2.47. Swine are held by the Egyptians to be unclean beasts. In the first place, if an Egyptian touches a hog in passing, he goes to the river and dips himself in it, clothed as he is; and in the second place, swineherds, though native born Egyptians, are alone of all men forbidden to enter any Egyptian temple; nor will any give a swineherd his daughter in marriage, nor take a wife from their women; but swineherds intermarry among themselves. ,Nor do the Egyptians think it right to sacrifice swine to any god except the Moon and Dionysus; to these, they sacrifice their swine at the same time, in the same season of full moon; then they eat the meat. The Egyptians have an explanation of why they sacrifice swine at this festival, yet abominate them at others; I know it, but it is not fitting that I relate it. ,But this is how they sacrifice swine to the Moon: the sacrificer lays the end of the tail and the spleen and the caul together and covers them up with all the fat that he finds around the belly, then consigns it all to the fire; as for the rest of the flesh, they eat it at the time of full moon when they sacrifice the victim; but they will not taste it on any other day. Poor men, with but slender means, mold swine out of dough, which they then take and sacrifice.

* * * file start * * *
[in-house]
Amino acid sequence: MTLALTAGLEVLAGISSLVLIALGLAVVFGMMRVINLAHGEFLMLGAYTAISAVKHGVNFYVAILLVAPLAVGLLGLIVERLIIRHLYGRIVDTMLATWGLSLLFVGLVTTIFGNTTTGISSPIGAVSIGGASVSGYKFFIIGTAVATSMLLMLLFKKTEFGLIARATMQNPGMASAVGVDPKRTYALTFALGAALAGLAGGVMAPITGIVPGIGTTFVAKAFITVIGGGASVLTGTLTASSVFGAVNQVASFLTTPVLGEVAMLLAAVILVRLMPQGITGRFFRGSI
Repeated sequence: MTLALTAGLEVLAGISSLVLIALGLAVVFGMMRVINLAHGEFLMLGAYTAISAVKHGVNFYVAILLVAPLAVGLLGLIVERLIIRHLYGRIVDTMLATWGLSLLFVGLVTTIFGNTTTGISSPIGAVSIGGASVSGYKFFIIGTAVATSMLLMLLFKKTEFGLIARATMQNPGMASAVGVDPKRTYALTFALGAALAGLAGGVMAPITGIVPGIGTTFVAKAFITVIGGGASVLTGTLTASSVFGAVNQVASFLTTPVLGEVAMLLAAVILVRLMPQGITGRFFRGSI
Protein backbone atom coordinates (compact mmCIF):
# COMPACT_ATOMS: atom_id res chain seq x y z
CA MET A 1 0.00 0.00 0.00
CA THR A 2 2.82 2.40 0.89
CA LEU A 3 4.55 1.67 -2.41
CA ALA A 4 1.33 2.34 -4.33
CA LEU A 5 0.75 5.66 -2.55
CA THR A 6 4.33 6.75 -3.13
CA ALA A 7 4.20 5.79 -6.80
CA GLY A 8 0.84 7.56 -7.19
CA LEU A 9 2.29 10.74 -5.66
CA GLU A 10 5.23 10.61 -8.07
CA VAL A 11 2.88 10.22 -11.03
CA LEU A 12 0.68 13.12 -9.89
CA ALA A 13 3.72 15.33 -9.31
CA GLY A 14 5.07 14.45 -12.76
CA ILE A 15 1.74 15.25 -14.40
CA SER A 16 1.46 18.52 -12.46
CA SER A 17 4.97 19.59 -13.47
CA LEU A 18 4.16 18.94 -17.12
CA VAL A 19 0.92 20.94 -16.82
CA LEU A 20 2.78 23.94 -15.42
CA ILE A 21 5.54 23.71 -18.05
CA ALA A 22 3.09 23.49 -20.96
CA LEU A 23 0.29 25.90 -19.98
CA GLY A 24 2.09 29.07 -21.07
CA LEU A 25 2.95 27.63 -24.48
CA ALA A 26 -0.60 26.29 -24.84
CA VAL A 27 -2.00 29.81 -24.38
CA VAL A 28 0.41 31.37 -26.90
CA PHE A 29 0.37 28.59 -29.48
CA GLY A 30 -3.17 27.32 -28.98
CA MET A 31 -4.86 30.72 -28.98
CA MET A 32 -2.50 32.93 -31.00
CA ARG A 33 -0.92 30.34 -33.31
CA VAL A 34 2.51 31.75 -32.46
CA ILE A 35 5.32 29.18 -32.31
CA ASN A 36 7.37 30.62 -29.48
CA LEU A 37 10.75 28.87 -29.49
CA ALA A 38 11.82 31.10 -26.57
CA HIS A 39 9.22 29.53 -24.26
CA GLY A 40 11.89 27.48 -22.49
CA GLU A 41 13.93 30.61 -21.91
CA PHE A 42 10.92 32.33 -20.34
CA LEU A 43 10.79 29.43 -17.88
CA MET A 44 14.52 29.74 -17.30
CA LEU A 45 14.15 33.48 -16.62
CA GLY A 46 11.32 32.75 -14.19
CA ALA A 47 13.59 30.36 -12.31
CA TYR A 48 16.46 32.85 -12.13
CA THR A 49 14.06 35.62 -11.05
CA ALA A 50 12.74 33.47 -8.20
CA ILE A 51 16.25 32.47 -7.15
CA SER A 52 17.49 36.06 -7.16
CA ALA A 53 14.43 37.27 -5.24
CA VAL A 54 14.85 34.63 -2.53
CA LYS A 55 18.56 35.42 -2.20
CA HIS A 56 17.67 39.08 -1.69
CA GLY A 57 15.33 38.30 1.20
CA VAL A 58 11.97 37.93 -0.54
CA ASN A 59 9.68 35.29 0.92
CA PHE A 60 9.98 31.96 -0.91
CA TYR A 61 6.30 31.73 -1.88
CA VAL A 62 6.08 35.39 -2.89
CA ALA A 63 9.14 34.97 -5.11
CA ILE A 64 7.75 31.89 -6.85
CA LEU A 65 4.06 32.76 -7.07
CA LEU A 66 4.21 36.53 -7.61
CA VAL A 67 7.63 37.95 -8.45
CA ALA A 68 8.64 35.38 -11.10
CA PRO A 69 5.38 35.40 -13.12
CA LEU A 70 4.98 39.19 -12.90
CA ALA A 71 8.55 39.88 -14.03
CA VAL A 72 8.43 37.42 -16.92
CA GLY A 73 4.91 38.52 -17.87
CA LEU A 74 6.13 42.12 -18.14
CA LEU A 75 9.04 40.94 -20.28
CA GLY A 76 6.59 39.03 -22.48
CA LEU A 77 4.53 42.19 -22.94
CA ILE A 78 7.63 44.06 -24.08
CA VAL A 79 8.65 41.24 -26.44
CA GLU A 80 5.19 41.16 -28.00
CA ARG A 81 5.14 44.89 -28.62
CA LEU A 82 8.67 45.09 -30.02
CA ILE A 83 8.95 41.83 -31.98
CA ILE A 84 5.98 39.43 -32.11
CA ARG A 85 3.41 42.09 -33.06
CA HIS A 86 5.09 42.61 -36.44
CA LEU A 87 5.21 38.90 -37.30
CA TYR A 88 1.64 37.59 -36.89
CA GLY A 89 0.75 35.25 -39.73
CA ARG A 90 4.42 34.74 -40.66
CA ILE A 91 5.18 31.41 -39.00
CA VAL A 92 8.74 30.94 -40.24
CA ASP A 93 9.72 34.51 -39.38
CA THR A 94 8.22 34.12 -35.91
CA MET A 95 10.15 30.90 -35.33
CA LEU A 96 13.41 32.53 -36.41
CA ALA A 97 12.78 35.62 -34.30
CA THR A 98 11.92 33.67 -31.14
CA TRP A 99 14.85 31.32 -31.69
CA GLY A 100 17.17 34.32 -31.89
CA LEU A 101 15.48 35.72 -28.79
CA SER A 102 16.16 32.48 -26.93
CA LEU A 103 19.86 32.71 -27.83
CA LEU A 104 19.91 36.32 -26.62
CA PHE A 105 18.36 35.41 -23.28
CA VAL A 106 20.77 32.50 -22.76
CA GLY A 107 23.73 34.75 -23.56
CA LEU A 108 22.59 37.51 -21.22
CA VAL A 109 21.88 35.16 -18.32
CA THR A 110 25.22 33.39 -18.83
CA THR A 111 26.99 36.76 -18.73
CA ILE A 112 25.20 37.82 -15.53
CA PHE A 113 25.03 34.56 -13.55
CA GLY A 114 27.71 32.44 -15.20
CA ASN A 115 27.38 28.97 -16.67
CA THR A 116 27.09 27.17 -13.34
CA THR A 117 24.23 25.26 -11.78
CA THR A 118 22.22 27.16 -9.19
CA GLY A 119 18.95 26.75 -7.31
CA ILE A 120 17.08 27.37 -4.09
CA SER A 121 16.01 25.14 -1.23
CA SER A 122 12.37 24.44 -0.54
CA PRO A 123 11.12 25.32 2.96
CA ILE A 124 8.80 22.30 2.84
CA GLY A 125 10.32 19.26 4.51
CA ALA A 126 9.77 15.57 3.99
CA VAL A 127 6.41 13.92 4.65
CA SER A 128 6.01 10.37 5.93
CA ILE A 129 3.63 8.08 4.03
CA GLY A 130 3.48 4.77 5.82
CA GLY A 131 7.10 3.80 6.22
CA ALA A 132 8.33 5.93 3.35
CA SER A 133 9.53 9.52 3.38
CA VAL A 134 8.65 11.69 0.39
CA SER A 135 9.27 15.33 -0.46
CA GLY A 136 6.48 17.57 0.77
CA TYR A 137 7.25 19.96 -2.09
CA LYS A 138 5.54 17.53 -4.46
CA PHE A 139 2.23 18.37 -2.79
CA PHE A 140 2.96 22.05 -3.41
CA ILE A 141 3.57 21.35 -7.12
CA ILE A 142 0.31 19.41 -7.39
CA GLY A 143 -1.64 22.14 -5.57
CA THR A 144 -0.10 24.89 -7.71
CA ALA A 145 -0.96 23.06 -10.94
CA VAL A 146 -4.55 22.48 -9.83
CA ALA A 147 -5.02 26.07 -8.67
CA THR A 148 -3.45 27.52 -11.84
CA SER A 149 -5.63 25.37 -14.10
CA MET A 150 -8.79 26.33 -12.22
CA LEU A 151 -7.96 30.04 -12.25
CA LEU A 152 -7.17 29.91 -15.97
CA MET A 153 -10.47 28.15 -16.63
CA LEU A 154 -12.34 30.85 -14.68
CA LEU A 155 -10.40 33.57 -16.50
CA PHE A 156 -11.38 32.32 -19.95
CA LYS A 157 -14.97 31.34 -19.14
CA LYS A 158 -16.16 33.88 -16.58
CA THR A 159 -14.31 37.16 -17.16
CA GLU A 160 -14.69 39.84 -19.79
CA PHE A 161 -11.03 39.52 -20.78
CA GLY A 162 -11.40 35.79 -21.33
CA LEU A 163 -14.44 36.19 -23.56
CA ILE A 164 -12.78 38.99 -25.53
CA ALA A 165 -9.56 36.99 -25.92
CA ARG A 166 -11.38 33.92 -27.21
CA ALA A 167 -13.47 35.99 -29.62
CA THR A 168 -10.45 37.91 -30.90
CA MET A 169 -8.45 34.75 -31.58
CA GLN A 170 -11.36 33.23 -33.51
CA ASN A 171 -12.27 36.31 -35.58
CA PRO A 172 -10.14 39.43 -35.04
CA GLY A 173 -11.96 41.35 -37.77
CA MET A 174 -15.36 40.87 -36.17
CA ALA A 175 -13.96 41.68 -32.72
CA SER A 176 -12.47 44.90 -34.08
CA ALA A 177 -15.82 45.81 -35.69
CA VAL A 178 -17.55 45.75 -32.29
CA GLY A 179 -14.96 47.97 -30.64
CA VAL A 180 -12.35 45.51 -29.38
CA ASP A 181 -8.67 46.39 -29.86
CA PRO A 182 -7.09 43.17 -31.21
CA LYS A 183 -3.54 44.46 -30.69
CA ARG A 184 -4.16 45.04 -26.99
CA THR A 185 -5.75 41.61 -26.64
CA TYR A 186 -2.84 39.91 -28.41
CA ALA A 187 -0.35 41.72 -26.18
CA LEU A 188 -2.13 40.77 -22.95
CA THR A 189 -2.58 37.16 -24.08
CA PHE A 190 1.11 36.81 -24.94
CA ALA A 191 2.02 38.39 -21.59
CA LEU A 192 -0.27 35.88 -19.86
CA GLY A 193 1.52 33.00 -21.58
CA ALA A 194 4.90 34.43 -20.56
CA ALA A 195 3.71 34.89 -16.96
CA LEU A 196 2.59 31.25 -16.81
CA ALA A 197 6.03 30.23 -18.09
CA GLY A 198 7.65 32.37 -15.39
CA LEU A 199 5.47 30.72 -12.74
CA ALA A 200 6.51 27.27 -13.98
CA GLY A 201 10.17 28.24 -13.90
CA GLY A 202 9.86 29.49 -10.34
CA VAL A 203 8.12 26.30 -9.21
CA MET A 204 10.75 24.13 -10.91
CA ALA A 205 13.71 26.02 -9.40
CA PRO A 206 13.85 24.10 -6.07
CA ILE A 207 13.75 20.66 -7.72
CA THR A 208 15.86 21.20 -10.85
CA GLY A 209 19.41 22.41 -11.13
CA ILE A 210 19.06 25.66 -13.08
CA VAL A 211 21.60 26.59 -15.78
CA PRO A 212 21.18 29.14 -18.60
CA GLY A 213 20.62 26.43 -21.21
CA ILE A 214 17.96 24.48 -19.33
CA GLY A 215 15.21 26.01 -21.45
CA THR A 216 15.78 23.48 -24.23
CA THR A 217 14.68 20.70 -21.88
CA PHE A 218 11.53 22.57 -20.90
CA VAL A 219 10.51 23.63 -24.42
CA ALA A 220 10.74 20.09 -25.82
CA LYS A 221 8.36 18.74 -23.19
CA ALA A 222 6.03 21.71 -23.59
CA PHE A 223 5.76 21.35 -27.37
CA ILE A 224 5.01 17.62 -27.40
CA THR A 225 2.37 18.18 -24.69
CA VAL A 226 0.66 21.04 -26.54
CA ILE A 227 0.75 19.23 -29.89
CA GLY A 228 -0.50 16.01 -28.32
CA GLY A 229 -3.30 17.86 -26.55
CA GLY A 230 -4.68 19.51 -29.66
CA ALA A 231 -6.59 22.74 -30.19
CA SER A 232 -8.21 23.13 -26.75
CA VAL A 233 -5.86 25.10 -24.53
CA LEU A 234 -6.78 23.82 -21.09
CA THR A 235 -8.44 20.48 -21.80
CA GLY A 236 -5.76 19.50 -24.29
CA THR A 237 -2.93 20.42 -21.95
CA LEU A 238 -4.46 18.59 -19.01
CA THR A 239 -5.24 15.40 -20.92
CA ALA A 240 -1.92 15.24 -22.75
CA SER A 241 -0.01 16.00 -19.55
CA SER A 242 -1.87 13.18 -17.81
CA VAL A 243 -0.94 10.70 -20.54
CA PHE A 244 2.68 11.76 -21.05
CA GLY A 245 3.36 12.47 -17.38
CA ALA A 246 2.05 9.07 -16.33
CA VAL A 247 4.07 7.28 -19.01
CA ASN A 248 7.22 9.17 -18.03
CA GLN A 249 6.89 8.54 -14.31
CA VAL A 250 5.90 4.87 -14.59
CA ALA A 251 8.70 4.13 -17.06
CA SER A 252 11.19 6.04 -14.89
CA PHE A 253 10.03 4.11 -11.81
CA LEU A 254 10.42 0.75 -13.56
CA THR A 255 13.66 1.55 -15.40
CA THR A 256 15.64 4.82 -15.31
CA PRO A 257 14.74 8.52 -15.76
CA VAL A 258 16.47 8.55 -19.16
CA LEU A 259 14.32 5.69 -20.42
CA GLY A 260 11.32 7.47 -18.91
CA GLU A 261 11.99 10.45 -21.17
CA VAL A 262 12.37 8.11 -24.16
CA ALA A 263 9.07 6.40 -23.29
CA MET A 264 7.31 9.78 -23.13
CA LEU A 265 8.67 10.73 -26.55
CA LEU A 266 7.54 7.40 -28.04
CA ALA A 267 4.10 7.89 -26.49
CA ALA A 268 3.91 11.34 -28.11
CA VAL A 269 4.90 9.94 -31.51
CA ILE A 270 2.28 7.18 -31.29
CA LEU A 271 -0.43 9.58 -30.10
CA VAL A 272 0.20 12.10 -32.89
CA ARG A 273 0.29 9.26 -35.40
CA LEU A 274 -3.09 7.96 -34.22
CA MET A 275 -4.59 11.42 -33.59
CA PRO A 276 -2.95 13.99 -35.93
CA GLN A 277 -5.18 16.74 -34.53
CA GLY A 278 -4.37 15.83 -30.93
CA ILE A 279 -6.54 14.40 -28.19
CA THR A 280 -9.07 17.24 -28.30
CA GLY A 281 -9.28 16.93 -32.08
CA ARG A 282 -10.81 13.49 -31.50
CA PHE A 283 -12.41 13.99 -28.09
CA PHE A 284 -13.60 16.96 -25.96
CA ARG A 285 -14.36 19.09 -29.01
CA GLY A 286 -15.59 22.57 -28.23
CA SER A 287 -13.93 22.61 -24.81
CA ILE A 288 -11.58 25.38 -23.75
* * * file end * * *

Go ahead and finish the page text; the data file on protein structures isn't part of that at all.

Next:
2.48. To Dionysus, on the evening of his festival, everyone offers a piglet which he kills before his door and then gives to the swineherd who has sold it, for him to take away. ,The rest of the festival of Dionysus is observed by the Egyptians much as it is by the Greeks, except for the dances; but in place of the phallus, they have invented the use of puppets two feet high moved by strings, the male member nodding and nearly as big as the rest of the body, which are carried about the villages by women; a flute-player goes ahead, the women follow behind singing of Dionysus. ,Why the male member is so large and is the only part of the body that moves, there is a sacred legend that explains.